Soraya Sarhaddi Nelson

International correspondent Soraya Sarhaddi Nelson is based in Berlin and covers Central Europe for NPR. Her reports can be heard on NPR's award-winning programs including Morning Edition and All Things Considered.

She was previously based in Cairo and covered the Arab World for NPR from the Middle East to North Africa. Nelson returns to Egypt on occasion to cover the tumultuous transition to democracy there.

In 2006, Nelson opened the NPR Kabul Bureau. During the following three and a half years, she gave listeners in an in-depth sense of life inside Afghanistan, from the increase in suicide among women in a country that treats them as second class citizens to the growing interference of Iran and Pakistan in Afghan affairs. For her coverage of Afghanistan, she won a Peabody Award, Overseas Press Club Award and the Gracie in 2010. She received the Elijah Parish Lovejoy Award from Colby College in 2011 for her coverage in the Middle East and Afghanistan.

Nelson spent 20 years as newspaper reporter, including as Knight Ridder's Middle East Bureau Chief. While at the Los Angeles Times, she was sent on extended assignment to Iran and Afghanistan following the Sept. 11, 2001 terrorist attacks. She spent three years an editor and reporter for Newsday and was part of the team that won the 1997 Pulitzer Prize for covering the crash of TWA Flight 800.

A graduate of the University of Maryland, Nelson speaks Farsi, Dari and German.

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Parallels
2:32 pm
Tue March 25, 2014

With Ribbons, Russians Show Support For Takeover In Crimea

Russian lawmaker Leonid Slutsky wears a ribbon to show support for Russia's takeover of Crimea. The same symbol is used to mark the Soviet victory in WWII and dates back centuries.
Alexander Zemlianichenko AP

It's hard to keep up with the vast array of colored ribbons that convey causes around the world, especially when the same color has multiple meanings. Red ones, for example, represent AIDS awareness but also drunk driving prevention, among other things.

Last week, deputies in the Russian parliament, or Duma, adopted their own ribbon to signal approval for Russia's takeover of Crimea – ones with black and orange stripes.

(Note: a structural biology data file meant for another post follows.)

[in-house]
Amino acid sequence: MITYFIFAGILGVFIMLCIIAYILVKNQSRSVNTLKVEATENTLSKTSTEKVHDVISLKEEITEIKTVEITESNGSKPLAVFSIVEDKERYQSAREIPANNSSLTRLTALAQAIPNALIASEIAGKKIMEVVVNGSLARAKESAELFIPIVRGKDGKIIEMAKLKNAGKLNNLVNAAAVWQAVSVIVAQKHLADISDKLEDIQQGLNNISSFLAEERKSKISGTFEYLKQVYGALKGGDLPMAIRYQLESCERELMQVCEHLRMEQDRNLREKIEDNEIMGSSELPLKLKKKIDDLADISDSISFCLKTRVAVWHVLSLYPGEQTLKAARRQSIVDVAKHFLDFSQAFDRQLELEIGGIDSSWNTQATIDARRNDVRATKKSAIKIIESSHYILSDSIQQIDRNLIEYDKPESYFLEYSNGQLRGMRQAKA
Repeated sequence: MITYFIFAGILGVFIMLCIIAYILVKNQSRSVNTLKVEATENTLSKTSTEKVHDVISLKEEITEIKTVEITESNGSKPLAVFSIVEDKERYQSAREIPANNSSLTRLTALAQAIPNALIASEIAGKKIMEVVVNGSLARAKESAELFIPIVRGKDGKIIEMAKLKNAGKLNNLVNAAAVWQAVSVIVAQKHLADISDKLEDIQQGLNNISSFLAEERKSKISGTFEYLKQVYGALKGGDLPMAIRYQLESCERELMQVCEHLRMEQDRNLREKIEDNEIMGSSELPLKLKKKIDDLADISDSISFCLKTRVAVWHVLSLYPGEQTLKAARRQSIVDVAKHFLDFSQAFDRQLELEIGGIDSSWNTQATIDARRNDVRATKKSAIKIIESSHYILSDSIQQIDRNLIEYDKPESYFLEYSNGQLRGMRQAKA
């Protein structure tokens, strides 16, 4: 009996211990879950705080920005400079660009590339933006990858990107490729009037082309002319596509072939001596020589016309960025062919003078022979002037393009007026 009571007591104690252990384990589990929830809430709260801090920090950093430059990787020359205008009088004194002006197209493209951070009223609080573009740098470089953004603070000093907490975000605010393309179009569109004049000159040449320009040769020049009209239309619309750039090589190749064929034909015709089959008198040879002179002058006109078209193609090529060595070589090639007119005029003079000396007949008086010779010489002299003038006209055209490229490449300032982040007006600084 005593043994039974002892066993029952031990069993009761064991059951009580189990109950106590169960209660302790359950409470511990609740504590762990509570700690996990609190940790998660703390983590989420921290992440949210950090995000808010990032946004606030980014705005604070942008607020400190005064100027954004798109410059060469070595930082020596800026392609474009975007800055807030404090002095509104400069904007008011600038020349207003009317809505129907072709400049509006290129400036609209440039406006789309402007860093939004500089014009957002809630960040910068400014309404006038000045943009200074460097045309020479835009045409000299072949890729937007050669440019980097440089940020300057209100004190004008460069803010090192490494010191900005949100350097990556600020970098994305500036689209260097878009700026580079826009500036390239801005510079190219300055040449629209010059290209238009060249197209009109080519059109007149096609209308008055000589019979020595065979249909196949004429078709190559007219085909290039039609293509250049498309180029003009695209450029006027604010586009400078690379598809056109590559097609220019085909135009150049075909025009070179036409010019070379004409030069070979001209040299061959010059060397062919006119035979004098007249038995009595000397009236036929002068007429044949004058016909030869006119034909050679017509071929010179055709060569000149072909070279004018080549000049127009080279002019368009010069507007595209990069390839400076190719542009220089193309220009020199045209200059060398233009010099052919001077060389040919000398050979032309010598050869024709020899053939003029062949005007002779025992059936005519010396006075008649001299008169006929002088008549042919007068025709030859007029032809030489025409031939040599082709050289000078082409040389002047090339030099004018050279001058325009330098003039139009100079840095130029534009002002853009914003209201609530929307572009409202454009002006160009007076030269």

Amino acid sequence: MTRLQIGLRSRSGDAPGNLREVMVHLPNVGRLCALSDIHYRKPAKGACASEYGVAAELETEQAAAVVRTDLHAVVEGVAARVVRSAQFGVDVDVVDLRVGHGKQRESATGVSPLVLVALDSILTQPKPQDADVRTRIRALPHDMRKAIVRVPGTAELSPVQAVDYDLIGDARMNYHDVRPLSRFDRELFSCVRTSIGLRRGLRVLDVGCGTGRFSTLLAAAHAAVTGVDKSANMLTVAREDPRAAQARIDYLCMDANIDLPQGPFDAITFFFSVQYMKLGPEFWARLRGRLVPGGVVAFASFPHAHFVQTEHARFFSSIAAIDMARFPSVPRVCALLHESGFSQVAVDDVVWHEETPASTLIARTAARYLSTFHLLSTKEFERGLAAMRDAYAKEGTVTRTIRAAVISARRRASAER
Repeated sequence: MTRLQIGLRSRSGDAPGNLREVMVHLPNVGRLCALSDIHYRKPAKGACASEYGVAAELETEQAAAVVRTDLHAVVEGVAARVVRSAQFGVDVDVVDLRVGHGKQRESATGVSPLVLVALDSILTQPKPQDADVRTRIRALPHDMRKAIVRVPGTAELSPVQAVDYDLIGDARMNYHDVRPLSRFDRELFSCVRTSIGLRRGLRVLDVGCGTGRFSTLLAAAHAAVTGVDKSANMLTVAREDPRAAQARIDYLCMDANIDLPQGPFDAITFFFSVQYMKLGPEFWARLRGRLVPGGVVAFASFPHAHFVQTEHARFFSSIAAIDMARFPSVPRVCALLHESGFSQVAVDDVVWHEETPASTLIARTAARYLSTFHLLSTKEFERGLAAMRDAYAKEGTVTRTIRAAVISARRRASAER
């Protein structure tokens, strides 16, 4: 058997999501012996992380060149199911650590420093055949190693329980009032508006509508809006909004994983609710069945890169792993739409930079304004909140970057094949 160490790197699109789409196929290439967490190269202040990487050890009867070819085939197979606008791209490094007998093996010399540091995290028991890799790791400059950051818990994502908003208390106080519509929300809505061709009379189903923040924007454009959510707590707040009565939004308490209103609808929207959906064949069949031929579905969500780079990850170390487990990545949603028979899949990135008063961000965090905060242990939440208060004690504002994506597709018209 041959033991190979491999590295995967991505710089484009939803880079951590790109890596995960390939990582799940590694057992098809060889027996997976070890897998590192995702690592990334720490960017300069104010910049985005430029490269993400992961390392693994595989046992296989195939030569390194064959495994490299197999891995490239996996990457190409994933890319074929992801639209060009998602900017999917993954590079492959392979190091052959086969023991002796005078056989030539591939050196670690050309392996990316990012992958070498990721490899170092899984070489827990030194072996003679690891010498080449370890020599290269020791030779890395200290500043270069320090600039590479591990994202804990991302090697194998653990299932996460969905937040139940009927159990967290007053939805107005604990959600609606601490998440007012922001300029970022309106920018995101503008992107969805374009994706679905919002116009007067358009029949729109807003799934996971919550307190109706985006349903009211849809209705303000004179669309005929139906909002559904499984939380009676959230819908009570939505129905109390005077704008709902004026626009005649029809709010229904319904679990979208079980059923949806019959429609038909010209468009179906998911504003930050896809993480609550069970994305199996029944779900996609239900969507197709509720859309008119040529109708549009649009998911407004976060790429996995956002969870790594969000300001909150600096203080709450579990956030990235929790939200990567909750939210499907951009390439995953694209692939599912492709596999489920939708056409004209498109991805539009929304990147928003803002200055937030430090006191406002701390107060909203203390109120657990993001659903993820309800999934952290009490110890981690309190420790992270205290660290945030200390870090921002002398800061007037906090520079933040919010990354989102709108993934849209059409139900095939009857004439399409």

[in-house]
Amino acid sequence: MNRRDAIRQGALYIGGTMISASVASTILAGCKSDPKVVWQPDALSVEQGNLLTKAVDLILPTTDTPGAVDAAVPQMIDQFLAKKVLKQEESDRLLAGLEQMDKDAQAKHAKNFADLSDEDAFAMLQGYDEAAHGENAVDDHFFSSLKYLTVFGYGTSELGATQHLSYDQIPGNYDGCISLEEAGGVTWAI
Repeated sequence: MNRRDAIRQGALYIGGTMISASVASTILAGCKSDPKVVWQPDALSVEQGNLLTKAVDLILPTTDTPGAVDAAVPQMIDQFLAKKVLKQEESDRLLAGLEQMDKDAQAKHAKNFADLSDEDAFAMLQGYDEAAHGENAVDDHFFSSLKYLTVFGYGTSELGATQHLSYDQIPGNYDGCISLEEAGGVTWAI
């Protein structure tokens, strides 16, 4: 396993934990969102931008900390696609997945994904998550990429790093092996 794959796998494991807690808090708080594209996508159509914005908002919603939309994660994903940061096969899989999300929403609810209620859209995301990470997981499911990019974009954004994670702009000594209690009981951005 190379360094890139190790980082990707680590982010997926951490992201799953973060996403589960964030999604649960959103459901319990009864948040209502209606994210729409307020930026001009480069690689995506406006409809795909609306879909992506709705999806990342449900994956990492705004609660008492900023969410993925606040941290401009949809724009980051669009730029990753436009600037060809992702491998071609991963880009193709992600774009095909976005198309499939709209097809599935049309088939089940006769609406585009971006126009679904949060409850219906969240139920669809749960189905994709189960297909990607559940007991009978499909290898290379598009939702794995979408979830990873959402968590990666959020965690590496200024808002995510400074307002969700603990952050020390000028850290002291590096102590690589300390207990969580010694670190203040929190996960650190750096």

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World
4:07 am
Mon March 17, 2014

EU Rejects Crimean Vote, Weighs Sanctions Against Russia

Originally published on Mon March 17, 2014 5:19 pm

Transcript

DAVID GREENE, HOST:

And as Eleanor just told Renee, the government in Kiev says the world is with them, and not with Russia.

Let's bring in NPR's Soraya Sarhaddi Nelson into this conversation. She's in Berlin. She's been monitoring the European reaction to the vote in Crimea.

And, Soraya, as we mentioned, the EU, like the United States, threatening sanctions against Russia. EU foreign ministers are actually meeting today to draw some up and take a vote. What exactly are these sanctions?

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News
3:28 pm
Thu March 13, 2014

Germany Changes Its Tone On Russia, And EU Sanctions May Follow

Originally published on Thu March 13, 2014 5:35 pm

Transcript

MELISSA BLOCK, HOST:

From NPR News, this is ALL THINGS CONSIDERED. I'm Melissa Block.

ROBERT SIEGEL, HOST:

And I'm Robert Siegel.

The chancellor of Germany is warning Russia to step back from its confrontation with the West over Ukraine.

CHANCELLOR ANGELA MERKEL: (Foreign language spoken)

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Europe
3:05 pm
Fri February 21, 2014

In Kiev, Leaders Ink A Deal — But Will The People Follow?

Originally published on Fri February 21, 2014 6:53 pm

Transcript

ROBERT SIEGEL, HOST:

This is ALL THINGS CONSIDERED from NPR News. I'm Robert Siegel.

AUDIE CORNISH, HOST:

And I'm Audie Cornish.

An uneasy calm settled over Kiev today since opposition leaders signed a peace deal with Ukraine's president, Viktor Yanukovych. But after three days of fighting left scores of people dead, protesters are still trying to decide if the deal is worth the sacrifice. Despite their demands, Yanukovych remains in place, although there will be early elections.

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Europe
3:05 pm
Thu February 20, 2014

At Least 70 Killed In Kiev, With Casualties Still Mounting

Originally published on Thu February 20, 2014 7:02 pm

Transcript

ROBERT SIEGEL, HOST:

From NPR News, this is ALL THINGS CONSIDERED. I'm Robert Siegel.

AUDIE CORNISH, HOST:

And I'm Audie Cornish.

In Ukraine, protesters and police clash today in the worst violence yet during the three-month old uprising against President Viktor Yanukovych. A flurry of diplomatic visits to Kiev and the EU's threat of sanctions have failed to slow the carnage. At least 100 people are reported dead after two days of fighting. NPR's Soraya Sarhaddi Nelson is in Kiev covering the crisis.

(SOUNDBITE OF BELLS RINGING)

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